By now you’ve seen the photos on newswires, including the heartbreaking sight of the line of cars outside the San Antonio Food Bank. Across the U.S., similar photos of lines outside food banks from San Jose to Chicago to New York show how the novel coronavirus has taken a devastating toll — a much higher one than the aftermath of the 2008-2009 global financial crisis and, earlier in that decade, the 9/11 tragedy.
For those of us who endured spells of unemployment after those crises and remember the friends and relatives asking us why we didn’t just "go out and get any job,” these photos taken at food banks sear into our consciousness the devastating impact the COVID-19 crisis is having on millions of families. Businesses have shuttered, and while some retailers including Walmart are on a hiring spree, paychecks have stopped coming for millions of people while the stimulus money can’t arrive fast enough, if private lenders don’t get their hands on it first.
Adding to this perfect, or should we say, horrific storm: As this study from ReFED sums up, the food supply chain in the U.S. couldn’t recalibrate in time. The spread of COVID-19 left no room to adjust as consumers emptied store shelves, forced businesses to close, and left many farmers who rely on foodservice distribution companies in the lurch. Food products such as fresh produce, dairy and meat that were meant for a large restaurant chain just can’t be suddenly repackaged on a dime and diverted to grocery stores. Remember, it’s called the food supply chain, not a food sling shot, for a reason. One kink in the chain, and the whole movement of goods can go awry.
And therein lies why many are confronting the threat of hunger, a shift that probably could have occurred over a few months couldn’t move fast enough in a few weeks, and now food banks find themselves inundated by families who only a month ago were able to get by. Sure, the commitment to food banks that Jeff Bezos made earlier this month certainly helps, yet demands on food banks will surge as spring turns into summer.
In the midst of this crisis, we have seen many companies step up. Here are a few:
Danone North America: This was one of the first companies to cut a check to food banks as the COVID-19 pandemic spread across the U.S. Last month, the dairy and plant-based foods company said it would donate $1.5 million, including $300,000 worth of food products, to food banks across 12 U.S. states.
Dole: The brand most associated with pineapple has been involved with several local hunger relief efforts. According to an emailed statement to TriplePundit, Dole has supported World Central Kitchen’s efforts in California, teamed up with Lyft to help deliver meals in Chicago and Seattle, and delivered treats such as smoothies and fruit cups to frontline healthcare workers at approximately 650 hospitals nationwide.
International Paper: You don’t have to be a food company or retailer to support the fight against hunger. This Memphis-based pulp and paper company recently donated thousands of boxes to food banks in southern California.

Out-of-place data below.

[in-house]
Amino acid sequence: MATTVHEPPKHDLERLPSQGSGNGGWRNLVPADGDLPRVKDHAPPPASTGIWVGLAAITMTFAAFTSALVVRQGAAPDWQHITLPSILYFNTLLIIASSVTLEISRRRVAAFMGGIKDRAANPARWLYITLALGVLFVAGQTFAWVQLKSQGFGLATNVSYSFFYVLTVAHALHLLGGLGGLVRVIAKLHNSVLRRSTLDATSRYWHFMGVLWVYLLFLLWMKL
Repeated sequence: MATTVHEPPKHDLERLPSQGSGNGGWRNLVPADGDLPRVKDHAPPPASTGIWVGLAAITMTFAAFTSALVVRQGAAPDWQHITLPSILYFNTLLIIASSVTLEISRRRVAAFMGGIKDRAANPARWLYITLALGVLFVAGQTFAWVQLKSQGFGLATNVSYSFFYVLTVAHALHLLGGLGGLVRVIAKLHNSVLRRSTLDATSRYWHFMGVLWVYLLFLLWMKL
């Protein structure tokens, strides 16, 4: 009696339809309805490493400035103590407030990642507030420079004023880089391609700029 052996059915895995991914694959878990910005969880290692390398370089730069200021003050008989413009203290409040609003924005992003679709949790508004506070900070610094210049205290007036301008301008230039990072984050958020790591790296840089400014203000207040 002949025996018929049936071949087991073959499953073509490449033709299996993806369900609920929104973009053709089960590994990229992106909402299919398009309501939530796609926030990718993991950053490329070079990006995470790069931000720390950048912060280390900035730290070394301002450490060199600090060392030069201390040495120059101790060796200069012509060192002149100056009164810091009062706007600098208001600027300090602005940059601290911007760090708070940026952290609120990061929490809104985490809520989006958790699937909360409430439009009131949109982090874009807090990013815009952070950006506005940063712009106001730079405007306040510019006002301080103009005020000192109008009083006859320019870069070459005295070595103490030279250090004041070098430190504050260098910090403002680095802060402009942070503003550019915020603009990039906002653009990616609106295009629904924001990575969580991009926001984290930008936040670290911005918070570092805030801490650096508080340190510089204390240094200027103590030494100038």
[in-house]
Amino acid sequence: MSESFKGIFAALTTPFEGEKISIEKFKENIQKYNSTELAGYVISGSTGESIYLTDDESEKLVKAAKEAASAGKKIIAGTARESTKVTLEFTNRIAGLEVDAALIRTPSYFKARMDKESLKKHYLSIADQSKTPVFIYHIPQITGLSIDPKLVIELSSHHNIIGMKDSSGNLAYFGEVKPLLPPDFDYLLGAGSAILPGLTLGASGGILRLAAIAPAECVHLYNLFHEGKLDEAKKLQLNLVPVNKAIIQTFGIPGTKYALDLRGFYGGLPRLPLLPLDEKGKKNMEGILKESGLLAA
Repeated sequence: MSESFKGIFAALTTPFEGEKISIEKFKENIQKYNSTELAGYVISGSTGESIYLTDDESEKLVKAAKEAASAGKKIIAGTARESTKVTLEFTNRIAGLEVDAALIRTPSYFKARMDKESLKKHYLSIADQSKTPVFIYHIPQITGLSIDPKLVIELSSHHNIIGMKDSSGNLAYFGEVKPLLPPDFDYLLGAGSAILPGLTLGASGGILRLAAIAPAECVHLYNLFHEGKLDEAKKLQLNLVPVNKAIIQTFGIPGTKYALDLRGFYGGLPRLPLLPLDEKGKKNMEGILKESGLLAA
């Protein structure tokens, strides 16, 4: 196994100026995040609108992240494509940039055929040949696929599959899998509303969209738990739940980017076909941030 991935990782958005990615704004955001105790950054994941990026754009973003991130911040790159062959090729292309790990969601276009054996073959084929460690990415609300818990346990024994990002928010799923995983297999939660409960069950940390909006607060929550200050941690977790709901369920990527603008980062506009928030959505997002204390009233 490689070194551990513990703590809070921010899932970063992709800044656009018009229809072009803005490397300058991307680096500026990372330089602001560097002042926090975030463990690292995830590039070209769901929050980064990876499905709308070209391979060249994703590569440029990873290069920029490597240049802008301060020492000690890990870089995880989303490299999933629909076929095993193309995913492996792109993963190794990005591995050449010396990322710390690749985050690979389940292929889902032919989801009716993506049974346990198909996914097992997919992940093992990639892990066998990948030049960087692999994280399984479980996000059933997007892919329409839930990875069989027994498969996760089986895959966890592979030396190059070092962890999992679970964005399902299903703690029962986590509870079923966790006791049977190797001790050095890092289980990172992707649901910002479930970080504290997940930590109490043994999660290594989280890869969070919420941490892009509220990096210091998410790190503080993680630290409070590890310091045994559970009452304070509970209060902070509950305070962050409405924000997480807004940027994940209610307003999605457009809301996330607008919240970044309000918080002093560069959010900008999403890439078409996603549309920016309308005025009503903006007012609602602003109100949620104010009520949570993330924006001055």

MetLife: Through its foundation, MetLife announced last month it would donate $1 million to food banks in cities where it has a “significant presence.”
Starbucks: The coffee giant is one example of a retailer that had to move fast and on the fly as it was forced to shift from becoming that “third place” other than home or office to hang out, and instead has become a drive-thru operation. The company said it has lent some of its trucking and logistics capacity to assist with local food banks. In addition, it has donated $1 million to Feeding America to support its COVID-19 response fund. And all that milk? Starbucks said at least 62,000 gallons of it, along with 700,000 meals, found their way to food banks across U.S. and Canadian communities.
Subaru of America: The automaker says it is working with two of its distributors, in partnership with the nonprofit Feeding America, to provide 50 million meals across the U.S. Subaru also said it would work with its 600-plus dealerships across the country to support local food banks with donations, food drives and volunteering campaigns.
Unilever: Another first-mover during this crisis, the CPG giant’s North America division announced a donation of over $8 million in products to food banks across the U.S. And as reported in USA Today, Unilever’s 14 U.S. factories will launch a “national day of service” on May 21, during which the company will manufacture and then deliver as much as $12 million worth of products.
To put all of these efforts in context, Maryland’s state government had to scramble fast to funnel $8 million into local food banks, as Gov. Larry Hogan explained during a recent interview with CNN.
The bottom line: Not only do food banks need more contributions like those we mentioned above, but food companies need to rethink their supply chains, and do so fast, to weed out inefficiencies, slash waste and help get available food to the people who need it most.
Image credit: Pixabay
Leon Kaye has written for 3p since 2010 and become executive editor in 2018. His previous work includes writing for the Guardian as well as other online and print publications. In addition, he's worked in sales executive roles within technology and financial research companies, as well as for a public relations firm, for which he consulted with one of the globe’s leading sustainability initiatives. Currently living in Central California, he’s traveled to 70-plus countries and has lived and worked in South Korea, the United Arab Emirates and Uruguay.
Leon’s an alum of Fresno State, the University of Maryland, Baltimore County and the University of Southern California's Marshall Business School. He enjoys traveling abroad as well as exploring California’s Central Coast and the Sierra Nevadas.